Cruciferous Vegetables, Soy & Breast Cancer Risk
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CRUCIFEROUS VEGETABLES, SOY & BREAST CANCER RISK
The role of soybean-derived isoflavones in cancer prevention is not entirely clear at this time. However, there has been intense interest in tofu, and other soy-derived foods, as potential breast cancer prevention agents. At the same time, because genistein, and other soy isoflavones, are known to variably act as both inhibitors and mimics of estrogen (the primary female sex hormone), cancer experts remain divided regarding the safety of regularly consuming soy isoflavones by women who are at an increased risk of developing breast cancer (chronic estrogen stimulation of the breast is a known risk factor for breast cancer). Meanwhile, the high level of tofu consumption among women in the Far East, coupled with the much lower incidence of breast cancer in those countries when compared to the United States and other western countries, has fuelled speculation that tofu and other soy-derived foods may actually be associated with a reduced risk of breast cancer.
In addition to soy isoflavones, there is also research data available suggesting that the frequent consumption of cruciferous vegetables, like broccoli and cauliflower, may also be associated with a decreased risk of at least some types of cancer, including breast cancer.
A newly published public health study from Singapore evaluated the impact of the regular intake of vegetables, fruit, and soy-derived foods on the risk of breast cancer within the large Chinese population in that country. This enormous prospective epidemiological study, which began in 1993, and which appears in the current issue of the American Journal of Clinical Nutrition, included more than 34,000 women volunteers. All of the 34,018 women in this study underwent detailed evaluation of their diets when they entered into this prospective public health study. Among this very large group of women, 629 new cases of breast cancer were diagnosed during the course of this ongoing study.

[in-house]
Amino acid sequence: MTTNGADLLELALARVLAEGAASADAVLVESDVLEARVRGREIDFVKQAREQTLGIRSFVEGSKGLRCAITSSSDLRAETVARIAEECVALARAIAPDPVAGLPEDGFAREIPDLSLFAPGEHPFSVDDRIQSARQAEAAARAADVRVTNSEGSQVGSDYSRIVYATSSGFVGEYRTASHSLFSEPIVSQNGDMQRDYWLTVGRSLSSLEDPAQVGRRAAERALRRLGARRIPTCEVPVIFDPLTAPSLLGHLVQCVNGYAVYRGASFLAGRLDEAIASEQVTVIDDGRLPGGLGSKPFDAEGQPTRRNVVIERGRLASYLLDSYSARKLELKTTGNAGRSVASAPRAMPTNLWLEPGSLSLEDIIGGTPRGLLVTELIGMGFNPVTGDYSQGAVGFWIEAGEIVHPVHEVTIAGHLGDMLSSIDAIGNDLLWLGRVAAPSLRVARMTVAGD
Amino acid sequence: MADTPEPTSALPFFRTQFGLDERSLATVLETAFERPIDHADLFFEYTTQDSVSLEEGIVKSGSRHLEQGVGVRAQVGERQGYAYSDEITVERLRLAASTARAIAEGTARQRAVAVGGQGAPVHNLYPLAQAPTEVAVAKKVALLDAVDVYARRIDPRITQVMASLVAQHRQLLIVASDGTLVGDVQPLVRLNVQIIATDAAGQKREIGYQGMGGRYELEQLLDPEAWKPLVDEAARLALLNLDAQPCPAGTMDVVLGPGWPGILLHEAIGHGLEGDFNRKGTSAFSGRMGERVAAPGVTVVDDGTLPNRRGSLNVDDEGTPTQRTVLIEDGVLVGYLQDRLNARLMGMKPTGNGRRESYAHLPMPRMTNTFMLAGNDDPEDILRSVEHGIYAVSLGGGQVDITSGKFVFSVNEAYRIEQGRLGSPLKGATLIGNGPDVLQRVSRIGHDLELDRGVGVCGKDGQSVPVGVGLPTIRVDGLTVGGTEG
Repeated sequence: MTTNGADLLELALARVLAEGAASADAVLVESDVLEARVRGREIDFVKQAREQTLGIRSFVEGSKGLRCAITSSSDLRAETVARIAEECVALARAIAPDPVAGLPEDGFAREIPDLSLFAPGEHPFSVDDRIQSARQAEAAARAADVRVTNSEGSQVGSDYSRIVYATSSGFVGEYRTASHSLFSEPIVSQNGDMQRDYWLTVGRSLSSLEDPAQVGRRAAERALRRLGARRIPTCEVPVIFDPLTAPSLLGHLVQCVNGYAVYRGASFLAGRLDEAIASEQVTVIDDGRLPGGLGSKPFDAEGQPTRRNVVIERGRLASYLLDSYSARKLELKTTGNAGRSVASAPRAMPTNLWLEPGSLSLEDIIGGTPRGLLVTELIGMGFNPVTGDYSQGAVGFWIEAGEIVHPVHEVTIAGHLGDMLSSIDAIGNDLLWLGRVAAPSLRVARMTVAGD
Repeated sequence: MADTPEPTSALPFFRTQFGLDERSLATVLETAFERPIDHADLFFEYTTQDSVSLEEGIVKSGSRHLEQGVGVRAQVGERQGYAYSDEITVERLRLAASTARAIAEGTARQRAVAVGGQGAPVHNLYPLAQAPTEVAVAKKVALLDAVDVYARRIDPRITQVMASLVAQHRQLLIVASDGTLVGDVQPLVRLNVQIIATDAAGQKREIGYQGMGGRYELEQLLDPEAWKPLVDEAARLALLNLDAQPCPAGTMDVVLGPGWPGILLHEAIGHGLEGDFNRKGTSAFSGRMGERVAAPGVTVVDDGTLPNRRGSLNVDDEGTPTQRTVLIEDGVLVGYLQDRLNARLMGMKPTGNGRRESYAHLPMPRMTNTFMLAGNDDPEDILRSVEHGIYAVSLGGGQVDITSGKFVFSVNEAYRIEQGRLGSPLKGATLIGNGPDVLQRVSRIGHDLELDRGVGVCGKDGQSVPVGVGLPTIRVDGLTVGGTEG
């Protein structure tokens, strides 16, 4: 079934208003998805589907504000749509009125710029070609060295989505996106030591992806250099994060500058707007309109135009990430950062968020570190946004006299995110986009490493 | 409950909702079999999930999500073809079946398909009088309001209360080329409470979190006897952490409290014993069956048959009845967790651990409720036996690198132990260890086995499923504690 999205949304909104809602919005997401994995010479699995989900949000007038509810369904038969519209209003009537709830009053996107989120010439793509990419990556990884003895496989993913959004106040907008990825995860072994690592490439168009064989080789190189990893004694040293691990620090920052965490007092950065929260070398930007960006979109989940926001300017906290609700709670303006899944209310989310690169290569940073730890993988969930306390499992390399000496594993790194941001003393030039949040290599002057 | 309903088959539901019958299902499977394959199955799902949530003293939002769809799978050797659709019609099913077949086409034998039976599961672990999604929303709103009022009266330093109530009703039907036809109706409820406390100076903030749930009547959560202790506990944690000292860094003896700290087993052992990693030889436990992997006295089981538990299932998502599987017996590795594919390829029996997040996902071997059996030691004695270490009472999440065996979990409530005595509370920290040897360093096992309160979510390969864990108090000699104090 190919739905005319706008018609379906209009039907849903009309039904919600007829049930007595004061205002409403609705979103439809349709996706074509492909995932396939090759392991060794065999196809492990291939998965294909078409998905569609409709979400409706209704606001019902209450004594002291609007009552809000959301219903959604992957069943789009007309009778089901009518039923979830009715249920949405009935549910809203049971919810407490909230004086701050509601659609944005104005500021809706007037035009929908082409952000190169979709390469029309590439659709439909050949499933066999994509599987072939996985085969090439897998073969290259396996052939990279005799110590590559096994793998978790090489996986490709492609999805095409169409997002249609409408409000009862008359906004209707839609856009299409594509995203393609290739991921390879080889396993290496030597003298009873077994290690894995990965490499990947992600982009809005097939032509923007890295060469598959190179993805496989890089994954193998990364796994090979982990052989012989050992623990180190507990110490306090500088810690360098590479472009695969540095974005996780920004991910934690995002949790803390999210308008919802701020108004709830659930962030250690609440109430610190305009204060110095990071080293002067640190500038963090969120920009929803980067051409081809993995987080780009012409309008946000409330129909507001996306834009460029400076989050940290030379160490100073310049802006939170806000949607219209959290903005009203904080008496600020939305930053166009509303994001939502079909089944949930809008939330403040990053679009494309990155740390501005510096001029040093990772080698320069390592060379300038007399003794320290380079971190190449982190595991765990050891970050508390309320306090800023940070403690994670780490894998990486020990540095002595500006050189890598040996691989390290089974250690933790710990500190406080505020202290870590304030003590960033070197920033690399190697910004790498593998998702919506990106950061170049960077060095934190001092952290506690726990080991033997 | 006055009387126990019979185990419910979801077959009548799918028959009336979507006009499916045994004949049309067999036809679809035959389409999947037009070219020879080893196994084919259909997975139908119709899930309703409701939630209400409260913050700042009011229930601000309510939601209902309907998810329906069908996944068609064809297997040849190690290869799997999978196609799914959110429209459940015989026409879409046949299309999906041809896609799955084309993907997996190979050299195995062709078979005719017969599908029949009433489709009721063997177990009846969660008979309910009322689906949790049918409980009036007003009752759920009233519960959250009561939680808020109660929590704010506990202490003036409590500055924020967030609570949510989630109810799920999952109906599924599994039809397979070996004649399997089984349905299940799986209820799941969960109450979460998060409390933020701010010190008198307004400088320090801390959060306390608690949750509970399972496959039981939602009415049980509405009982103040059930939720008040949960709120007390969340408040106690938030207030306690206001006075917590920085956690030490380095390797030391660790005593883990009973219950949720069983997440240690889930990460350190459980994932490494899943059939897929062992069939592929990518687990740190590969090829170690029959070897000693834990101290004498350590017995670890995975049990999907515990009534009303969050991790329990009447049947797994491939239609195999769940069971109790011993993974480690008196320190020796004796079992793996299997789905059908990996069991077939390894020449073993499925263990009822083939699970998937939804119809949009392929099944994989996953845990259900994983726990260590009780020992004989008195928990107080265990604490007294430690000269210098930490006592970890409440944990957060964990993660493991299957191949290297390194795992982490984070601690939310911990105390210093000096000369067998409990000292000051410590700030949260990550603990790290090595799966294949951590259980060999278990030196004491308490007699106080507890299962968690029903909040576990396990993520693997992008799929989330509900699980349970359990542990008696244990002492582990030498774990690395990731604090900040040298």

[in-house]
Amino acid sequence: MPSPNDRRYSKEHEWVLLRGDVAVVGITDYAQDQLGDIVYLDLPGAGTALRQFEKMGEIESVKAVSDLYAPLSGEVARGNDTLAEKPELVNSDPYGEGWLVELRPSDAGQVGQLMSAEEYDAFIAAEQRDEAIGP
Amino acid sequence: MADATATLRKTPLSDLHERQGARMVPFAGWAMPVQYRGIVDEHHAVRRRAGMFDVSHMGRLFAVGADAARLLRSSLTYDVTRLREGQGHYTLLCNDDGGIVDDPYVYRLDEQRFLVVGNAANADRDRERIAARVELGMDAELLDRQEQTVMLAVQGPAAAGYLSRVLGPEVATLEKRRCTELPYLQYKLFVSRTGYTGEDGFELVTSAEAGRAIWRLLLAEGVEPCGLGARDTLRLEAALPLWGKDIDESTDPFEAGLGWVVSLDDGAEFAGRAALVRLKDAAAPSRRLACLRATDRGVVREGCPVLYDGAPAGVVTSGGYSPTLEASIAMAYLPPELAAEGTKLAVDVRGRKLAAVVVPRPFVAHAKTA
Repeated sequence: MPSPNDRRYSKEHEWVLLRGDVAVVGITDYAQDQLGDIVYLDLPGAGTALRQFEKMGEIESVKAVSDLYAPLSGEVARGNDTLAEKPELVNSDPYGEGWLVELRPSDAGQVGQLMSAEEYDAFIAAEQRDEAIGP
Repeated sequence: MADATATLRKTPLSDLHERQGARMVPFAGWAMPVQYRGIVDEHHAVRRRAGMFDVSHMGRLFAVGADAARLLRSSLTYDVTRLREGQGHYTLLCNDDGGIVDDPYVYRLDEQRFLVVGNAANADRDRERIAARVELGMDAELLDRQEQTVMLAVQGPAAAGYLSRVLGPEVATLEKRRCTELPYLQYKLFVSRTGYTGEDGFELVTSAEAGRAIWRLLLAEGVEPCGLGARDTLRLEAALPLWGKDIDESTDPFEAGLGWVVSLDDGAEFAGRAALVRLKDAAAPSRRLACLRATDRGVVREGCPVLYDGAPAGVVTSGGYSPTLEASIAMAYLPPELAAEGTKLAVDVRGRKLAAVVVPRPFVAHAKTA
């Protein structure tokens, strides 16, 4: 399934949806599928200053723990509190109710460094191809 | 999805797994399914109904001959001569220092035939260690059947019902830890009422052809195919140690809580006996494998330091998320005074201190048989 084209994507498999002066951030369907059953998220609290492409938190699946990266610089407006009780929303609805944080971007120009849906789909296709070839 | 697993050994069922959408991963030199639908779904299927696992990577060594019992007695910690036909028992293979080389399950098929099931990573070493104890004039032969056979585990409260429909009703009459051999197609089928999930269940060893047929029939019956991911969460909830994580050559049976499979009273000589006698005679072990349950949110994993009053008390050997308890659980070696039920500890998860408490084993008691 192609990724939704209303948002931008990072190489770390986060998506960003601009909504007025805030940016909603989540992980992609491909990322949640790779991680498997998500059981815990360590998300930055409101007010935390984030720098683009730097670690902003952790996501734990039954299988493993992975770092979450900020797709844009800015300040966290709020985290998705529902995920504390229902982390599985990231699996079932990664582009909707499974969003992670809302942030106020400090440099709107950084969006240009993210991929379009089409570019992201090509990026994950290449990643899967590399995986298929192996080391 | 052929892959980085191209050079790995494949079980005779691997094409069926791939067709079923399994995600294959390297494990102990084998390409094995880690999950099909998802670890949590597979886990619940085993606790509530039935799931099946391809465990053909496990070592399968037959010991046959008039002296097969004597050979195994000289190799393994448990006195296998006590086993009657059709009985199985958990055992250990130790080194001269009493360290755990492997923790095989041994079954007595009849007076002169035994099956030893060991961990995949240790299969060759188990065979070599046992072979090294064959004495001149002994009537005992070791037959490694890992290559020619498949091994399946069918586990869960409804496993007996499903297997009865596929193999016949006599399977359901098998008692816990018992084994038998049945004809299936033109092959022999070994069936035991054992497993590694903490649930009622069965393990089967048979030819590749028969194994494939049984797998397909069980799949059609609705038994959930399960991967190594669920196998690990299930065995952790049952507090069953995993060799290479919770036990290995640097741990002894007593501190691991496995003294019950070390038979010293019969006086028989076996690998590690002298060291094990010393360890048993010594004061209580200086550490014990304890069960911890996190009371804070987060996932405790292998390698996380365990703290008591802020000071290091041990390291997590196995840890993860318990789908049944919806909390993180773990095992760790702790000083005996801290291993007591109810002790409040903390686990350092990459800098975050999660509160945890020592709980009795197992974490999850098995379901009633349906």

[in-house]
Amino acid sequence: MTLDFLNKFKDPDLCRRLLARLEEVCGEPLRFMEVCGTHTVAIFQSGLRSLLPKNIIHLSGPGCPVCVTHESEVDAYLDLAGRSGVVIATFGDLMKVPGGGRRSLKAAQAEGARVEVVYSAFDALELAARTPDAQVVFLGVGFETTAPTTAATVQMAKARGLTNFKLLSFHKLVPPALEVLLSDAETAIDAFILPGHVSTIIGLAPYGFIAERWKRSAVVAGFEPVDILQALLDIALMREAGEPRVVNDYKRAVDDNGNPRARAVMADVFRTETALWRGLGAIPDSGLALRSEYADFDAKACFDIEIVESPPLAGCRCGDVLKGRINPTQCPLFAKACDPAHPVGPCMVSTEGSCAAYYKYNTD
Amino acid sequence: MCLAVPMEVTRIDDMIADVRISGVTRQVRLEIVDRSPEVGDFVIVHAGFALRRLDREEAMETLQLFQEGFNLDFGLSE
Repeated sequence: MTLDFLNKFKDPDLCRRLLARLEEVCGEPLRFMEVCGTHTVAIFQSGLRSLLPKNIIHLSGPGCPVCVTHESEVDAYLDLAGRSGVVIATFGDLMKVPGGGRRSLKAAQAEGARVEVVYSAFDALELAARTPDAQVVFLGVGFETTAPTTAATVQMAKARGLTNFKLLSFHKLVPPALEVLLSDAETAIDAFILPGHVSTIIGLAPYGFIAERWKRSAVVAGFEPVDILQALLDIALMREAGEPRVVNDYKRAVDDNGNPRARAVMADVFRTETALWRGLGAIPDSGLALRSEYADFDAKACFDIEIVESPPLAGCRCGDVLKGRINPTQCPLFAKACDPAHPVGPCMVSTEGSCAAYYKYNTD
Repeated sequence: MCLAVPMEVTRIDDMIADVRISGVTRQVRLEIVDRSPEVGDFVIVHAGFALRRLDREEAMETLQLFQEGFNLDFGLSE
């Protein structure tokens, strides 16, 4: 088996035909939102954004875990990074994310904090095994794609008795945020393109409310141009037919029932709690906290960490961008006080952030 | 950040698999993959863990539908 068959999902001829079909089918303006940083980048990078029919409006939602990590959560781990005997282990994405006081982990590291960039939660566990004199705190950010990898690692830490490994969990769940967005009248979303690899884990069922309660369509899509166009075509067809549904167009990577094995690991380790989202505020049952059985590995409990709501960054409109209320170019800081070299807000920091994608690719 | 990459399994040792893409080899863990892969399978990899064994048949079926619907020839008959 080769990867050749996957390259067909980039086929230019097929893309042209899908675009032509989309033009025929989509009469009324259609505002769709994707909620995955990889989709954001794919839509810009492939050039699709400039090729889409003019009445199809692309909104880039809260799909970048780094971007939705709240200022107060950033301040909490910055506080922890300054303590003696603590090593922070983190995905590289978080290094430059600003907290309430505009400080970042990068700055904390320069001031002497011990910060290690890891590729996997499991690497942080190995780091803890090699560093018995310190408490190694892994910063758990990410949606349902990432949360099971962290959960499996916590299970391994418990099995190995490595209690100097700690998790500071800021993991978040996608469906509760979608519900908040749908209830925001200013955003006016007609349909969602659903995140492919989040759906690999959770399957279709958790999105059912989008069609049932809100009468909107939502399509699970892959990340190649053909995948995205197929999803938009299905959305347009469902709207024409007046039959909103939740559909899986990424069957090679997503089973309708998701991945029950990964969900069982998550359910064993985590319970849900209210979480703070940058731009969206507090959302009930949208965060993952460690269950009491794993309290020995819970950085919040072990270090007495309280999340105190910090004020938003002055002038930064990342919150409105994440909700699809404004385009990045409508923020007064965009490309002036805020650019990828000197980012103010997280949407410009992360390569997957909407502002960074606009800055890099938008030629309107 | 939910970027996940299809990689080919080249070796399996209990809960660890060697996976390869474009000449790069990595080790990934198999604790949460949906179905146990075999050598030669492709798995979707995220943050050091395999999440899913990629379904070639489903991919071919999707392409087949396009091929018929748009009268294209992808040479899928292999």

Based upon their self-reported dietary patterns, the women participating in this large epidemiological study were divided into two groups. The first group consisted of women who regularly consumed cruciferous vegetables, fruit, and tofu. The second group of women generally favored meat and starchy foods (such as dim sum), and consumed far fewer portions of vegetables, fruit, and tofu when compared to the first group.
The results of this study indicated that increasing levels of vegetable, fruit and tofu intake were associated with a significant decrease in breast cancer risk in postmenopausal women. Among the women reporting the highest levels of intake of these foods, there was, on average, a 30 percent reduction in the risk of breast cancer when compared to the women who rarely ate these healthy foods. Moreover, among the postmenopausal women who frequently consumed vegetables, fruit, and tofu, and who were observed for 5 or more years in this study, the apparent reduction in the risk of breast cancer grew even stronger, and these women were found to be 43 percent less likely to develop breast cancer when compared to women who rarely consumed vegetables, fruit, and tofu in their diets.
Therefore, in this large diet survey-based, prospective public health study, a diet rich in vegetables (and cruciferous vegetables, such as broccoli and cauliflower, in particular), fruit, and tofu was strongly associated with a significant reduction in breast cancer risk in postmenopausal Chinese women living in Singapore.
Although there remains some concern that soy isoflavones may, under some conditions, actually stimulate the growth of either new or previous breast cancers (or cancers of the ovary or uterus), this public health study’s favorable findings are additive to a growing body of research data suggesting that both cruciferous vegetables and soy-derived isoflavones may be associated with a substantial decrease in the risk of breast cancer in women.
To learn more about the potential role of cruciferous vegetables and soy isoflavones as part of a cancer prevention lifestyle, look for the publication of my new landmark evidence-based book, “A Cancer Prevention Guide for the Human Race,” in the summer of this year.
Disclaimer: As always, my advice to readers is to seek the advice of your physician before making any significant changes in medications, diet, or level of physical activity
Dr. Wascher is an oncologic surgeon, a professor of surgery, a cancer researcher, an oncology consultant, and a widely published author
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